Placeholder while loading article actions

The abysmal performance of companies that have gone public by merging with special purpose acquisition companies has encouraged the United States Securities and Exchange Commission to tighten investor protections and disclosure requirements.

SPACs were touted as a shortcut to a stock market listing and a way for retail investors to access promising start-ups. But hype and haste have often sidetracked due diligence and financial checks. The promise gave way to losses and, in some cases, lawsuits. A 25-company index that went public by combining with a SPAC has fallen more than 75% from its peak in February last year.

When financial historians need a poster child for the boom and bust of SPAC – echoing in the dotcom era – they’ll be spoiled for choice, but may end up naming View Inc.

The “smart window” maker’s disastrous $1.6 billion merger with a Cantor Fitzgerald-backed SPAC illustrates why reforms are long overdue. Already reeling from an accounting scandal that exploded a few months after the SPAC deal was struck in March 2021, View warned last week that it was in danger of running out of money. The shares extended their decline to 93%, making it the second best performing SPAC trade in the last two and a half years. (1) The cast of institutions involved in the company and its ill-fated blank check transaction – Cantor, Goldman Sachs Group Inc., Softbank Group Corp., Credit Suisse Group AG and the now insolvent Greensill Capital – reads like a game technology bubble bingo game.

To recap, View makes glass panels with an electrically charged coating that automatically tints when the sun shines, eliminating the need for blinds.

The Silicon Valley-based company has racked up about $2 billion in losses since it was founded more than a decade ago, and it has negative gross margins — a fancy way of saying its smart windows cost more to build than it does. they don’t sell.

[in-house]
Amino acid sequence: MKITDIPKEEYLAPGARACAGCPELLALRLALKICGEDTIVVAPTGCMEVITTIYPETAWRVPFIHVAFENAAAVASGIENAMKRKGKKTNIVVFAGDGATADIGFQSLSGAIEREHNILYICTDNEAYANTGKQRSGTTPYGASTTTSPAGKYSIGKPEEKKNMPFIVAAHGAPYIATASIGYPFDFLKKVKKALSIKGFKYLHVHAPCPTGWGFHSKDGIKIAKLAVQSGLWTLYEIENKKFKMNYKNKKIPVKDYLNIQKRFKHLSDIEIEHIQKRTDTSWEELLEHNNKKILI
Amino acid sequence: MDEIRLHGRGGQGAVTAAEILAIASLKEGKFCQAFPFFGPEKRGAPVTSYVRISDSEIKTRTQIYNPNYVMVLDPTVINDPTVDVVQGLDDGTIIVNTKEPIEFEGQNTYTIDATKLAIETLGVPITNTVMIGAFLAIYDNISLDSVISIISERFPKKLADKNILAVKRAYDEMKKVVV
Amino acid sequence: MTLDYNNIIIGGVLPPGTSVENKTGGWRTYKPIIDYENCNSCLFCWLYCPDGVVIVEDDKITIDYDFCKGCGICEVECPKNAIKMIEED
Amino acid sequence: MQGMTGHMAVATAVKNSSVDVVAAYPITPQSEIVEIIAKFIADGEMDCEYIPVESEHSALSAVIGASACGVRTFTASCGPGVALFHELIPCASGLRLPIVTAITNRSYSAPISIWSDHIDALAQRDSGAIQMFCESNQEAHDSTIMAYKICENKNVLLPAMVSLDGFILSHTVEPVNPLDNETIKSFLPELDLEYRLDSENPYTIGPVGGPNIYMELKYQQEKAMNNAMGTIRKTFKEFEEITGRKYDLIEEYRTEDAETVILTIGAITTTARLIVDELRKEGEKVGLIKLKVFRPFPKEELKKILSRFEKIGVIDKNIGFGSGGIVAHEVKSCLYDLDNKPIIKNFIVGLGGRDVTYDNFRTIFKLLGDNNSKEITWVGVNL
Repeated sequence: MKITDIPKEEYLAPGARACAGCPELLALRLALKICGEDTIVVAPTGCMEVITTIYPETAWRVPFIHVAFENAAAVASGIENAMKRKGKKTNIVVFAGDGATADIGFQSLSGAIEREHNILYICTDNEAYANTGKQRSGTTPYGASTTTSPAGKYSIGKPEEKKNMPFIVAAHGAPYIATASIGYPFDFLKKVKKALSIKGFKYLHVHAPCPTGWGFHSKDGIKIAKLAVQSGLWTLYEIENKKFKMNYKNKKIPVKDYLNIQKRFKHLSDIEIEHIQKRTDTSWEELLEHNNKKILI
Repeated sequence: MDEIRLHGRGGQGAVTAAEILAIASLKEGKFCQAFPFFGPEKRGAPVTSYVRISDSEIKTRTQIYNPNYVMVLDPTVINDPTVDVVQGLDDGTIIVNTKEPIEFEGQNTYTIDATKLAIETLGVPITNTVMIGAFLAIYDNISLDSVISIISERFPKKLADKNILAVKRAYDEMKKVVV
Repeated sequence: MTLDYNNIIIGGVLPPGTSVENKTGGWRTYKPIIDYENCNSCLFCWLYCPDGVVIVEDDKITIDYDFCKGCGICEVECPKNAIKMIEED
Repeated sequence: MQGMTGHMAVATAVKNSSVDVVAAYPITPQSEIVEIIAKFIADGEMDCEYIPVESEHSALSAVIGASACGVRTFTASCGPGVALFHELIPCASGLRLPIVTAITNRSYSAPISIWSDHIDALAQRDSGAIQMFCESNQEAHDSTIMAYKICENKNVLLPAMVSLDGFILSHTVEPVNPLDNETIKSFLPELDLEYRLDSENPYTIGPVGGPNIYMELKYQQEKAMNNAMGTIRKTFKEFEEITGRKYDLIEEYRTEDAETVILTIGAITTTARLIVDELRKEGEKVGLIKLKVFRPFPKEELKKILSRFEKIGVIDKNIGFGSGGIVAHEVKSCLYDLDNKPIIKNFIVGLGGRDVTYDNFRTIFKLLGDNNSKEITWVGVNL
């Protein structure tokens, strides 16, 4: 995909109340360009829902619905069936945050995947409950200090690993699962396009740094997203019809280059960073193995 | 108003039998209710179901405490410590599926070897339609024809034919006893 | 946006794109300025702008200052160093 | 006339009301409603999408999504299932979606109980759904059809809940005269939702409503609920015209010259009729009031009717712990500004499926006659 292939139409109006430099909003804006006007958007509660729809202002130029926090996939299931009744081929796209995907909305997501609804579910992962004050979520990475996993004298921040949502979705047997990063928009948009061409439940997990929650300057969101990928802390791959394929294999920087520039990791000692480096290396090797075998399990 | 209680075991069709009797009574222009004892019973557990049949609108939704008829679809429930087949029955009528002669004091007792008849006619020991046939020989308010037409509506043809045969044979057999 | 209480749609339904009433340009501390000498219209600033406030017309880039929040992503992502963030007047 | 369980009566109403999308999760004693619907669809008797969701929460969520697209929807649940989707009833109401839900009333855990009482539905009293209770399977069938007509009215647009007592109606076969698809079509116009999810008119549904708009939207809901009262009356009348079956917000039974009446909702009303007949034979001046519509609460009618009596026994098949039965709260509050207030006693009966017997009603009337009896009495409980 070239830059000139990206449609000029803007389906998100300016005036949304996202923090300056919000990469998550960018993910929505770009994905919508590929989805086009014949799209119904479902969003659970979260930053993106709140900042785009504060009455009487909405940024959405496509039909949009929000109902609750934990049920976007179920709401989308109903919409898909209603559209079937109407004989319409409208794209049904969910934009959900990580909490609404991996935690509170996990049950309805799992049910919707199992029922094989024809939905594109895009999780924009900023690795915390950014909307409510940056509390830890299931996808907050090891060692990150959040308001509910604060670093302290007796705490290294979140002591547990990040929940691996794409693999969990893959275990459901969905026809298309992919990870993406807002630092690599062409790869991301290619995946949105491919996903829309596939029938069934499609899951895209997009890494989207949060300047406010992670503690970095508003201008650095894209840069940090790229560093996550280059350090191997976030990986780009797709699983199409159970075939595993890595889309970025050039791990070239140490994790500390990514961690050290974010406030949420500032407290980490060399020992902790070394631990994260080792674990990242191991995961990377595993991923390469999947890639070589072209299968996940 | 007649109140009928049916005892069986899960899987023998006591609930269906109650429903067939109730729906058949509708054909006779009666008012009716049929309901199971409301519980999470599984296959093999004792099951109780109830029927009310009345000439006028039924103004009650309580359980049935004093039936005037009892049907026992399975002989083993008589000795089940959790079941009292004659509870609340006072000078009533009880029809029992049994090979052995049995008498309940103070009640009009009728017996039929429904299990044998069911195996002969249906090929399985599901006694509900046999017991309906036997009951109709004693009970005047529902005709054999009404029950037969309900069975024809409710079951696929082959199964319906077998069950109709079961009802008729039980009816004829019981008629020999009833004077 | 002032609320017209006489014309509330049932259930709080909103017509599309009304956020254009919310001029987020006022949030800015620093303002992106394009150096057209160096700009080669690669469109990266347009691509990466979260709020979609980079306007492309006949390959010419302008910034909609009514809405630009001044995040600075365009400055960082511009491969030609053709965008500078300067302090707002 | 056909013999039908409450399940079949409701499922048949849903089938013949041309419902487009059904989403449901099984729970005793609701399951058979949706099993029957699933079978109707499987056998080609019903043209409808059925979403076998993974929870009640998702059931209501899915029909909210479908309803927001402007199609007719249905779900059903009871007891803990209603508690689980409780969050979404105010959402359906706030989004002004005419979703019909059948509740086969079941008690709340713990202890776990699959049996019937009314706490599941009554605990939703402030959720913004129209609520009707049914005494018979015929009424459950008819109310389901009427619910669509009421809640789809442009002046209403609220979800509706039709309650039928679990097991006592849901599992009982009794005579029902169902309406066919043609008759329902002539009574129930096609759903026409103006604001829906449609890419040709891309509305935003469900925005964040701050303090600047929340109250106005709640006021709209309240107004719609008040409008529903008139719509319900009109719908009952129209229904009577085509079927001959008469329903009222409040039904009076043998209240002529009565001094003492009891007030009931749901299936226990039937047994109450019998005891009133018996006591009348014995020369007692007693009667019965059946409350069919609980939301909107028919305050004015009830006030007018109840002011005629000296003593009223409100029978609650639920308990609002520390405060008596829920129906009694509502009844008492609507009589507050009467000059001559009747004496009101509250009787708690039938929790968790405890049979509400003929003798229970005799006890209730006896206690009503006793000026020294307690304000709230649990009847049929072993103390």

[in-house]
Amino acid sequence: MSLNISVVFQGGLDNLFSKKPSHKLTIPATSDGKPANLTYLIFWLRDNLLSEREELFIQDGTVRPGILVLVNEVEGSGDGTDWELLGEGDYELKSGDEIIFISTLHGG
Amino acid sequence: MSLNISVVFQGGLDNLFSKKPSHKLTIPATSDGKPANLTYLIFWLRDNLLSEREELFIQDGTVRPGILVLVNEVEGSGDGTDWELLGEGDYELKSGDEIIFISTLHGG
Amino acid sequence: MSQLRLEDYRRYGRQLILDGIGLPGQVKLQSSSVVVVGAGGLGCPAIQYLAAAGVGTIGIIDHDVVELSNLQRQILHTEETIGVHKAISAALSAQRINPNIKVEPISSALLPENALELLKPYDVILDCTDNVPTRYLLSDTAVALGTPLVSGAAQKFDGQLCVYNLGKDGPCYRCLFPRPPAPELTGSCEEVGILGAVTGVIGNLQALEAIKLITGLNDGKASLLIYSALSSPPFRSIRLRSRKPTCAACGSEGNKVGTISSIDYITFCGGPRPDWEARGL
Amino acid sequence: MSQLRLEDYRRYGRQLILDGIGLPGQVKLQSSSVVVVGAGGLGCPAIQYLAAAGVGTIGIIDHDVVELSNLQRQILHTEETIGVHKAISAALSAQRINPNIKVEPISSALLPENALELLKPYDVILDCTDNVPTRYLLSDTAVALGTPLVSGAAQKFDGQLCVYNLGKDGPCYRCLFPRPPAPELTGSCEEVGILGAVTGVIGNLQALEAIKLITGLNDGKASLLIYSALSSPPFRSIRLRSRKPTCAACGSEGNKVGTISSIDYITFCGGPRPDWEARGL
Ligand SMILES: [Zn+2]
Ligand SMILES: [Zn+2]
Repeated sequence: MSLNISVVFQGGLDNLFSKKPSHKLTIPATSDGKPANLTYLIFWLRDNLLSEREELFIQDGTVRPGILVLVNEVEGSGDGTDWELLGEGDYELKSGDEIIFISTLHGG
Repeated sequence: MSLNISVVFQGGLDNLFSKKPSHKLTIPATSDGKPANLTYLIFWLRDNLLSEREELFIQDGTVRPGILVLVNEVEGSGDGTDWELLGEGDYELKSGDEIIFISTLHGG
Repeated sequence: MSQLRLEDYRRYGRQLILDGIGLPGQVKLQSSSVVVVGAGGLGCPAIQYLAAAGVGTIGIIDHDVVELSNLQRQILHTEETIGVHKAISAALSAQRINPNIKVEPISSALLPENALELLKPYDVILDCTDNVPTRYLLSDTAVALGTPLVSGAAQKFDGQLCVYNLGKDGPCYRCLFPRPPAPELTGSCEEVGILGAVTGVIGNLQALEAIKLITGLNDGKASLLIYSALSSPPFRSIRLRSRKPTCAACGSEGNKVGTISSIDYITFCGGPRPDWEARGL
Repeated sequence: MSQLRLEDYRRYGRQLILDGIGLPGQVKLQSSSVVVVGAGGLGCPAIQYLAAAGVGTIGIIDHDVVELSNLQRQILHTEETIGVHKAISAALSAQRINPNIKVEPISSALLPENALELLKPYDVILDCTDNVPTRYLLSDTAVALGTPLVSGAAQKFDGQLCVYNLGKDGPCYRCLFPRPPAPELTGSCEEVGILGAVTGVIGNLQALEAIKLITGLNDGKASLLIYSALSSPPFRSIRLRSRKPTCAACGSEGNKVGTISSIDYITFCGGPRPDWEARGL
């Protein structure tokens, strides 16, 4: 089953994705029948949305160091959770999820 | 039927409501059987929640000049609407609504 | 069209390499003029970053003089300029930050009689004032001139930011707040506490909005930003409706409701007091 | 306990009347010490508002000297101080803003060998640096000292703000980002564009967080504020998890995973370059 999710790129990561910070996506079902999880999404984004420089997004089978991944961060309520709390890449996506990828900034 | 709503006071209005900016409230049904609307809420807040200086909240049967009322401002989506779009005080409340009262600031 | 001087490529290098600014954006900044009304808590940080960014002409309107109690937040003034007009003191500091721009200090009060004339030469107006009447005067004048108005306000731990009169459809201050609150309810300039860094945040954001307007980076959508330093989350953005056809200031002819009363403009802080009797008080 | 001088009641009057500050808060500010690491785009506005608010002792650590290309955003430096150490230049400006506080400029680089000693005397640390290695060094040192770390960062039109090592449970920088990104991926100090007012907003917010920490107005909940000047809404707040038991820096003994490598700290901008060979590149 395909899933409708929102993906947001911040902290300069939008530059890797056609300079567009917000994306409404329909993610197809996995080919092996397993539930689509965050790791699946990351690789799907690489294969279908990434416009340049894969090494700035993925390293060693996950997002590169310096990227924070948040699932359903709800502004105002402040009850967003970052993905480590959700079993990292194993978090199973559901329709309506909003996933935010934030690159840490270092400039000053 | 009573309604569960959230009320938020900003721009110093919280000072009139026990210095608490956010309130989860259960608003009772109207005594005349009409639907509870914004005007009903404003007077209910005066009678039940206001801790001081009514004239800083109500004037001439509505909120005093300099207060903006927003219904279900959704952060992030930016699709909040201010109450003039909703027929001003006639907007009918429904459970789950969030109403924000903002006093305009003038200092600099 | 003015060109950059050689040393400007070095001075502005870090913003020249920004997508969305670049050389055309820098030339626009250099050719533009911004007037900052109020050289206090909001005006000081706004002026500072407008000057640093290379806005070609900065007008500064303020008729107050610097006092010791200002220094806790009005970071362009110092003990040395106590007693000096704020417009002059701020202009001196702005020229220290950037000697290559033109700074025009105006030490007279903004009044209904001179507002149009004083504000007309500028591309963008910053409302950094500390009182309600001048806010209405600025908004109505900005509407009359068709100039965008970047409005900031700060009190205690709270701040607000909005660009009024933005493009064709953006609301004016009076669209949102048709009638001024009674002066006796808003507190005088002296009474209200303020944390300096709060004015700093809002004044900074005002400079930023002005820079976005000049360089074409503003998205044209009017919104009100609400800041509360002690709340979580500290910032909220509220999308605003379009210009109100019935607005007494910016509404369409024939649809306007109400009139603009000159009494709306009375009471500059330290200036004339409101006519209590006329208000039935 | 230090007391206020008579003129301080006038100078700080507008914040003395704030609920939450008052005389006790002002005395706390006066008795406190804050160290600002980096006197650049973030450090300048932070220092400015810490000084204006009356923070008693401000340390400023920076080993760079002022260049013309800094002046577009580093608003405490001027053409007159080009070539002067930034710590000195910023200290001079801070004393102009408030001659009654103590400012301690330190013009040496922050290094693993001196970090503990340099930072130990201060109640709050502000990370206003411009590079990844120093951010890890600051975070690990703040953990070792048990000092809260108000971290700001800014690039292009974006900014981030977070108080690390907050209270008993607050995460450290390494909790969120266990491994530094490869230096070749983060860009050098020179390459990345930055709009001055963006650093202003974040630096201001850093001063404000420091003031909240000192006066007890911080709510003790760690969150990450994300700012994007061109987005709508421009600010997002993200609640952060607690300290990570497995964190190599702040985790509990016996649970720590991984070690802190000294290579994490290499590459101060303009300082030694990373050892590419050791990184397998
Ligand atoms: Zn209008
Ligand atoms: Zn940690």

Still, SPAC generated gross proceeds of $815 million, and in November 2020 confidently predicted that View would require “no additional share capital” before achieving free cash flow positive. However, View said last week that its ability to remain a going concern was in “substantial doubt” because its $200 million in cash will not last another 12 months. Whoops.

And because View hasn’t filed earnings reports since May 2021, it risks having its shares delisted from the Nasdaq at the end of this month. The hiatus stems from View’s disclosure in August of accounting irregularities related to projected repair costs. Inaccurate collateral accumulations forced the resignation of its chief financial officer in November. The more realistic liability calculation far exceeded the company’s modest annual sales. “Disclosure of a problem with the functioning of our finance and accounting organization is painful,” View CEO Rao Mulpuri wrote in a November letter to employees, adding that he took “full ownership” of the issues.

The warranty review has been completed and no further hardware errors have been identified. Yet despite assurances of “substantial progress,” the company still hasn’t released restated accounts for 2019 and 2020, or accounts for the last four quarters. Oops again. View did not respond to requests for comment.

After investing over $200 million in the SPAC deal, Singapore’s sovereign wealth fund, GIC, must be furious. Retail investors who have piled into the stock are also licking their wounds. Unsurprisingly, some have filed a class action lawsuit.